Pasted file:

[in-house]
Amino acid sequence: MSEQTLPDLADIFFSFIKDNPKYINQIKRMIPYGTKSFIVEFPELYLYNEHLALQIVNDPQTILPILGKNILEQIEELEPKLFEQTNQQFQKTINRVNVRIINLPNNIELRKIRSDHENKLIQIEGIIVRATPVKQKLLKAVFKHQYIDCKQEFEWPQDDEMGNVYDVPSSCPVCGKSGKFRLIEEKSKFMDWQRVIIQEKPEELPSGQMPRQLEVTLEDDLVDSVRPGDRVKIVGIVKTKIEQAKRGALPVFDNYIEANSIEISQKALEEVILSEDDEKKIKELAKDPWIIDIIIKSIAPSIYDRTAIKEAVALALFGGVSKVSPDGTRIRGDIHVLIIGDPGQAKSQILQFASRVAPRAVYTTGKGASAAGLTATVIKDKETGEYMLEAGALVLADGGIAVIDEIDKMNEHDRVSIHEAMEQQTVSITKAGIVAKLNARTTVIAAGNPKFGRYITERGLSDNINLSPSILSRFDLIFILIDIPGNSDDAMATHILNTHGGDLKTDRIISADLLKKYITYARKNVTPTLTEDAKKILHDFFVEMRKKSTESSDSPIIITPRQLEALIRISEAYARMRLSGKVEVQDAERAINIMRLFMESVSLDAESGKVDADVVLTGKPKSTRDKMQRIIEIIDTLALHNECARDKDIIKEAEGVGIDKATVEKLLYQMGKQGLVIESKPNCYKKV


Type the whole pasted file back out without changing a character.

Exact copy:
[in-house]
Amino acid sequence: MSEQTLPDLADIFFSFIKDNPKYINQIKRMIPYGTKSFIVEFPELYLYNEHLALQIVNDPQTILPILGKNILEQIEELEPKLFEQTNQQFQKTINRVNVRIINLPNNIELRKIRSDHENKLIQIEGIIVRATPVKQKLLKAVFKHQYIDCKQEFEWPQDDEMGNVYDVPSSCPVCGKSGKFRLIEEKSKFMDWQRVIIQEKPEELPSGQMPRQLEVTLEDDLVDSVRPGDRVKIVGIVKTKIEQAKRGALPVFDNYIEANSIEISQKALEEVILSEDDEKKIKELAKDPWIIDIIIKSIAPSIYDRTAIKEAVALALFGGVSKVSPDGTRIRGDIHVLIIGDPGQAKSQILQFASRVAPRAVYTTGKGASAAGLTATVIKDKETGEYMLEAGALVLADGGIAVIDEIDKMNEHDRVSIHEAMEQQTVSITKAGIVAKLNARTTVIAAGNPKFGRYITERGLSDNINLSPSILSRFDLIFILIDIPGNSDDAMATHILNTHGGDLKTDRIISADLLKKYITYARKNVTPTLTEDAKKILHDFFVEMRKKSTESSDSPIIITPRQLEALIRISEAYARMRLSGKVEVQDAERAINIMRLFMESVSLDAESGKVDADVVLTGKPKSTRDKMQRIIEIIDTLALHNECARDKDIIKEAEGVGIDKATVEKLLYQMGKQGLVIESKPNCYKKV